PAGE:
United States District Court, W.D. Wisconsin
OPINION & ORDER
D. PETERSON DISTRICT JUDGE.
plaintiff Caroline Paula More contends that she was treated
inhumanely by Vernon County sheriff deputies and the staff at
Vernon Memorial Healthcare. She describes the case as one
brought under 42 U.S.C. § 1983 for violations of her
civil rights and for medical malpractice.
allowed More to proceed in forma pauperis, Dtk. 3,
so now I will screen her proposed complaint and dismiss any
portion that is legally frivolous, malicious, fails to state
a claim upon which relief may be granted or asks for money
damages from a defendant who by law cannot be sued for money
damages. 28 U.S.C. § 1915(e)(2). Because she is
proceeding without an attorney, I will construe More's
pro se complaint generously. See Haines v. Kerner,
404 U.S. 519, 521 (1972) (per curiam). I conclude that
More's complaint fails to state a claim. I will give her
an opportunity to amend her complaint to address the problems
pointed out in this order.
the following facts from the allegations in More's
complaint, Dkt. 1, and I accept them as true for the purposes
of screening the complaint.
September 2014, More was in a cafe in Readstown, Wisconsin.
More alleges that she “interfaced” with two
deputy sheriffs. Id., at 1. She alleges “More
immediately informed the ‘lead' deputy that she
experienced a type of illness that resulted in what is
medically known as ‘urgency' of one's colon.
Then, the woman defecated.” Id. at 2. More
does not allege that she told the deputy sheriffs that she
needed to go to the bathroom or that they prevented her from
using it. Nor can I tell from the complaint whether the
deputies had taken More into custody or whether she was
asking them for help.
was transferred to Vernon Memorial Healthcare in Viroqua,
Wisconsin. She alleges that medical staff gave her Haldol,
antipsychotic medicine, and drew her blood and diagnosed a
urinary tract infection. More alleges that she still had
excrement on her body, but medical staff did not clean her.
They instead wrote in her medical records, “she
stinks.” Id. Medical staff also failed to
check her medical records, which would have shown that More
had a clostridium difficile intestinal infection, which was
the cause of her intestinal infection.
was eventually transferred to the Vernon County Jail. She
alleges that she should have been placed in a segregation
cell so that her infection would not be spread to other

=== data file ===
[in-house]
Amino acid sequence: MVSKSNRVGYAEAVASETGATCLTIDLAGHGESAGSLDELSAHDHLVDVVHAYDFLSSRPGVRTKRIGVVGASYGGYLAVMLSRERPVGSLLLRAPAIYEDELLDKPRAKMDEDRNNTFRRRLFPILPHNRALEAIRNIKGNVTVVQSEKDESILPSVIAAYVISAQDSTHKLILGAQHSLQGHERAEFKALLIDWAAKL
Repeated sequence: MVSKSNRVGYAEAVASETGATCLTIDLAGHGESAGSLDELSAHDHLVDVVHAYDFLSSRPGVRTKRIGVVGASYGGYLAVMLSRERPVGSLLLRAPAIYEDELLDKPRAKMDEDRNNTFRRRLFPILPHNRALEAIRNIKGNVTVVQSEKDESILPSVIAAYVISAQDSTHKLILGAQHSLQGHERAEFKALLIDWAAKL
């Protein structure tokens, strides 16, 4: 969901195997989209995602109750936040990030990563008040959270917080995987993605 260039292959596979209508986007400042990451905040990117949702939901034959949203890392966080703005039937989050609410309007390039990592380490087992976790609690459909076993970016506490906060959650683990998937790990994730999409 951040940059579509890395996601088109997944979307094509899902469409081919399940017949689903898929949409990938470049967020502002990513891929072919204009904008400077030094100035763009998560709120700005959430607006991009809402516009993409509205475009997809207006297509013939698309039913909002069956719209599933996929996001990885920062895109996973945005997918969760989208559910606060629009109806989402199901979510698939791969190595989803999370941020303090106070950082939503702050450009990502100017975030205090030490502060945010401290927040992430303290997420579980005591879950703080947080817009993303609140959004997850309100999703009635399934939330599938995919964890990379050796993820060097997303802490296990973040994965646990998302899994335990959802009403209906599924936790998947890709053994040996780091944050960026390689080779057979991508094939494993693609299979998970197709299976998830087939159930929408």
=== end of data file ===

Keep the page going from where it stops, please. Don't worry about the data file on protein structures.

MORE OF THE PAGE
inmates. More also alleges that “agents of the
Sheriff's department, ” which I take to mean jail
staff, did not allow her to continue her medicine for her
Vulvodynia, a condition that causes chronic pain in the
genital area. Id. I take More to mean that she was
on pain medicine before she arrived at the jail, but jail
staff denied her pain medicine, and due to the abrupt
discontinuation of her medicine, she suffered adverse
effects. But More does not actually allege that she ever told
anyone at the jail that she had such pain or needed medicine
has named as defendants Vernon County, the Sheriff's
Department of Vernon County, Vernon Memorial Healthcare,
Inc., the State of Wisconsin Justice Department, and State of
Wisconsin. More has not named any individual as a defendant.
deny More leave to proceed for several reasons.
has named defendants who cannot be sued under § 1983.
More may not proceed against State of Wisconsin or its
Justice Department in a lawsuit of this type because a state
and its agencies are not persons under § 1983. See
Thomas v. Illinois, 697 F.3d 612, 613 (7th Cir. 2012)
(citing Will v. Michigan Dep't. of State Police,
491 U.S. 58, 70-71 (1989)). As for Vernon County and its
Sheriff's Department, More does not allege that she was
wronged by actions taken pursuant to a county policy or
custom, which is the only way a municipality or its agencies
may be held liable under § 1983. Monell v. Dep't
of Soc. Servs. of City of New York, 436 U.S. 658, 691
(1978). The claims against Vernon Memorial Healthcare, Inc.,
are based on the doctrine of respondeat superior,
which means that More is trying to hold Vernon Memorial
Healthcare responsible for the actions of its employees. But
“[u]nder existing precedent, neither public nor private
entities may be held vicariously liable under §
1983.” Collins v. Al-Shami, 851 F.3d 727, 734
(7th Cir. 2017).
even if More had named individual defendants, her allegations
would not state a claim against any individuals. For any
violation of her civil rights, she would have to explain what
each individual did to violate her rights and cause her harm.
More does not explain whether she asked the deputy sheriffs
to allow her to use the bathroom or how they prevented her
from using it. She does not explain how she herself suffered
any harm by jail officials' failure to segregate her from
other inmates when other inmates were the ones who
were exposed to clostridium difficile.
claims against staff at Vernon Memorial appear to be medical
malpractice claims. To state such a claim she would have to
identify a physician who provided care that failed to meet
the required standard of care, and explain how that physician
harmed her. See Paul v. Skemp, 2001 WI 42, ¶
17, 242 Wis.2d 507, 520, 625 N.W.2d 860, 865. If she intends
to bring a civil rights claim against staff at Vernon
Memorial for deliberate indifference to her rights, she will
also have to allege facts that the staff was providing
services on ...